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Understanding Component Shortages and How They Affect TPRM

June 29th, 2021
Hannah Tichansky

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As new companies release the latest and greatest electronic gadgets – whether it be a new smartphone, car, or other hot ticket items – and demand rises, the need for additional electronic critical materials rises as well. Due to the market’s dependence on electronic parts such as multilayer ceramic capacitors (MLCCs), any disruptions or component shortages to the manufacturing and distribution of these materials can have significant, lasting effects.

Component shortages started to become a consistent issue in late 2017, and these issues arise from anything like price increases, parts shortages, geopolitical issues, and the huge increase in demand for these critical materials. The market did improve in 2019 when original equipment manufacturers (OEMs) created and deployed new, multi-source plans to decrease supply risks and delays. Despite this, global parts shortages have still been experienced, exacerbated by the concentration of manufacturers in single locations, as well as the COVID-19 pandemic. For companies who use electronic components manufacturers as a third party (such as an automotive company), any delays or disruptions can severely impact operations, finances, and reputation.

The Great COVID-19 Supply Chain Disruption

When the COVID-19 pandemic first started to make itself known in late 2019, it was clear that global supply chains would face massive disruptions. The pandemic center, Wuhan China, is the headquarters for many mechanical and electronic components suppliers. As they went into lockdown it began to create significant delays, shortages, and the market capacity shrunk quickly. As other countries started to shut down in early 2020, these disruptions spread and OEMs could not manufacture the needed products.

While the demand for automobiles and smartphones dropped during the COVID pandemic (two of the main uses for these types of parts), there was not an area in the world that did not experience supplier or supply chain disruptions. During the height of lockdowns, the lead time for semiconductor chips doubled to 36 weeks, severely disrupting what demand there was. At the same time, demand for life-saving ventilators and parts used in these devices outweighed the supply – another example of the importance of these products.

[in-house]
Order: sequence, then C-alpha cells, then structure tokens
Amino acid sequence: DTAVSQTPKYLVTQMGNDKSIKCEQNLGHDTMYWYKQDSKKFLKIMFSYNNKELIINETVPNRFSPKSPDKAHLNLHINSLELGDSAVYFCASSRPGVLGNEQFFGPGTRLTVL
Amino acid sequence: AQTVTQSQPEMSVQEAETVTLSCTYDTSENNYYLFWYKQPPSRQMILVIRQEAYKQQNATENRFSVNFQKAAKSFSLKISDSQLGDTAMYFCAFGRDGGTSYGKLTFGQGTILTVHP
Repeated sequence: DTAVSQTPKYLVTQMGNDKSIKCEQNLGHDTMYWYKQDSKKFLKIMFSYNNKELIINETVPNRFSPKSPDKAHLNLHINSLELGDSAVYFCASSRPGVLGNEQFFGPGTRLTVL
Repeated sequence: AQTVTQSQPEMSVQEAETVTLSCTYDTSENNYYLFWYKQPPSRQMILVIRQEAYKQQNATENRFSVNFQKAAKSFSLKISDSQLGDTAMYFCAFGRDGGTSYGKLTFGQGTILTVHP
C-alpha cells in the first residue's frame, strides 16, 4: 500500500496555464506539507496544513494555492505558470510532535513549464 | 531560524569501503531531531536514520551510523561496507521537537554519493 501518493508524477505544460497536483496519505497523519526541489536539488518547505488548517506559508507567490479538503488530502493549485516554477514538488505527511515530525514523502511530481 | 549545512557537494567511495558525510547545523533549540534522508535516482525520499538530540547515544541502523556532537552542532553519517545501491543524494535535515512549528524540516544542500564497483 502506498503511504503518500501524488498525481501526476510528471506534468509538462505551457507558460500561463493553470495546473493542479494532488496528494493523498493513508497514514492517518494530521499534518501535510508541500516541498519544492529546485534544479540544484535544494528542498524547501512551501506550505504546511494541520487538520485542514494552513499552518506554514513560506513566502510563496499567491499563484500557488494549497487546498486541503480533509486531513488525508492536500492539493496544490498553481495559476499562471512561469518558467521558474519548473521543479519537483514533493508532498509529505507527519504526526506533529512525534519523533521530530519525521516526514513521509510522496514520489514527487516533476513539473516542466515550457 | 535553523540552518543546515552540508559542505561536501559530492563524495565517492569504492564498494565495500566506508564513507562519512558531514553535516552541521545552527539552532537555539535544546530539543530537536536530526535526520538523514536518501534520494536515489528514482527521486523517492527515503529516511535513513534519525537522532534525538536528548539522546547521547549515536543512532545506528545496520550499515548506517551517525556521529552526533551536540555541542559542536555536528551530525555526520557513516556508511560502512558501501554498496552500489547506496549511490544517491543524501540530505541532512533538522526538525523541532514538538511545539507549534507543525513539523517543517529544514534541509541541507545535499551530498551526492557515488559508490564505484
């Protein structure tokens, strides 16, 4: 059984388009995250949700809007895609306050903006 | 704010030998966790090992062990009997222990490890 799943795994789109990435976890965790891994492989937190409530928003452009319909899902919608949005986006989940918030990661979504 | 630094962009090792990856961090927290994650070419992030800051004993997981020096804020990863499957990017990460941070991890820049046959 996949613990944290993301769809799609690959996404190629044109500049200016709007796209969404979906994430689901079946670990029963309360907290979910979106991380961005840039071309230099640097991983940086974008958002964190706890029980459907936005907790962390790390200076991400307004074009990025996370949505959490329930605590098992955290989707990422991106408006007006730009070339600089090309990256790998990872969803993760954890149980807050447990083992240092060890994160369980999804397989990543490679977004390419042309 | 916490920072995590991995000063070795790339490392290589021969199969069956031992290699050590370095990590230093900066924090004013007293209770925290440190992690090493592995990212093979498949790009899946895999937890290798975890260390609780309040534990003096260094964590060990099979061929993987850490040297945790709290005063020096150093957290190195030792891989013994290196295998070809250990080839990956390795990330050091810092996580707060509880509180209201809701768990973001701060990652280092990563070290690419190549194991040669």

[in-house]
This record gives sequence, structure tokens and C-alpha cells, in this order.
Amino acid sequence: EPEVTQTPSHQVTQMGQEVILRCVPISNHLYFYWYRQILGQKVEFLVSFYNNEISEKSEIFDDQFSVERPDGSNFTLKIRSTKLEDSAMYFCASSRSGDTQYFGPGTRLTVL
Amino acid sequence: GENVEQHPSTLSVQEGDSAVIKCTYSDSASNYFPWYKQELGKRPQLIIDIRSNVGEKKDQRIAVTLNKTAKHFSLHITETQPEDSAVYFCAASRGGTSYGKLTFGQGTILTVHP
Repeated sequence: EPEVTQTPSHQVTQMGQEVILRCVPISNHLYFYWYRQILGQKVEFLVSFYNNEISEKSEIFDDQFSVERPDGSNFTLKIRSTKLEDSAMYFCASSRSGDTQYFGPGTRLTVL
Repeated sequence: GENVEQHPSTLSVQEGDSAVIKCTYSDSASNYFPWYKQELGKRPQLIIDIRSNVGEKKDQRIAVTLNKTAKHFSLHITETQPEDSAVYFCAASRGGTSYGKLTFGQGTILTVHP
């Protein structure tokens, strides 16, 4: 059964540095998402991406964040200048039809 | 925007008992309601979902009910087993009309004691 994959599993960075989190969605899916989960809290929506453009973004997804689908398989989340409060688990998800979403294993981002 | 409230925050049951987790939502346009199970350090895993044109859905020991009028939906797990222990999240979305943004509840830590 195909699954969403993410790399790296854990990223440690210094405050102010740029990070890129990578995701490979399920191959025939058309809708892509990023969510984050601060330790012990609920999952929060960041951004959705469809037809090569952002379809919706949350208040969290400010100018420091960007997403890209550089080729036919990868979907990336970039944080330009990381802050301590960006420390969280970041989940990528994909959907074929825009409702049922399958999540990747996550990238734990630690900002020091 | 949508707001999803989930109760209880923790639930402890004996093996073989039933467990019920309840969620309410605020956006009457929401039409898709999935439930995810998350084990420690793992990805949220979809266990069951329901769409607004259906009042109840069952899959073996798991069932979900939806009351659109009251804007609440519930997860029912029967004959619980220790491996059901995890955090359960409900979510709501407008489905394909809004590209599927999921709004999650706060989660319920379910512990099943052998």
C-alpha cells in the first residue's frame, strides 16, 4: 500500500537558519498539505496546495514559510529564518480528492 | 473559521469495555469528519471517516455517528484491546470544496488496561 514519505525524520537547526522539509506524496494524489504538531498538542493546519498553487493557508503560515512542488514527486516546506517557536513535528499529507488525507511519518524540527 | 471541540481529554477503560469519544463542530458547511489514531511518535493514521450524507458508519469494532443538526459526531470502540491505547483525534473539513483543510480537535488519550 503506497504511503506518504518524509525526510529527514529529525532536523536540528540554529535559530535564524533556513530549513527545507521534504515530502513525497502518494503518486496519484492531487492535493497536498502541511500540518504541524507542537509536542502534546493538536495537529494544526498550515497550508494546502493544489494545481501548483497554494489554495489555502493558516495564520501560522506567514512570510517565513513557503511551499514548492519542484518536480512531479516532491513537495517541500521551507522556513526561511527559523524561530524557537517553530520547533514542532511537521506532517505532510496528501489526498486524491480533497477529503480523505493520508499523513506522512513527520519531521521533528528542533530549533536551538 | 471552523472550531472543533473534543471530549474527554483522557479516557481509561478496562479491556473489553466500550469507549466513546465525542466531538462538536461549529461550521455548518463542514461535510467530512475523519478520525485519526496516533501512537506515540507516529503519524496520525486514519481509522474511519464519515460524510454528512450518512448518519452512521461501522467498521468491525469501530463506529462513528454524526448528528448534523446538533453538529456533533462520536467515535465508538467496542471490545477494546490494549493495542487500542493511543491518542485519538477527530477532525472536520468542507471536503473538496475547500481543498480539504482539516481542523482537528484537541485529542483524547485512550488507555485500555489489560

According to Aravo’s research, 75% of businesses reported experiencing a supply chain disruption related to the pandemic. With the average cost of a single supply chain disruption to many organizations being $100 million, these issues can be devastating. Despite the severe consequences, 51% of organizations are not assessing the business continuity risk of their vendors. This lack of foresight and understanding can play a huge role in disruptions to manufacturing and supply chains. This is further exacerbated by the fact that 62% of organizations are not assessing the financial viability of their third parties and 52% are not assessing the operational risks of their third parties.

Component Shortages and Market Impacts

As mentioned, the automotive and smartphone industries are two of the biggest industries using electronic parts and components. Each smartphone model contains about 1,000 capacitors and smartphone manufacturers use about half of global MLCCs produced each year.

Due to enforced lockdowns around the globe, automotive sales dropped during the COVID pandemic, but things are starting to turn around. McKinsey reported that the global automotive market will grow 1-5% in 2021, but if governments offer incentives (which multiple countries are), that can grow 36% compared to what it was in 2020. Due to the impacts of the pandemic, many semiconductor manufacturers are reworking their supply chains to make them more resilient. These efforts include working to avoid concentration risk and increasing their stock of materials.

How Component Shortages Affect TPRM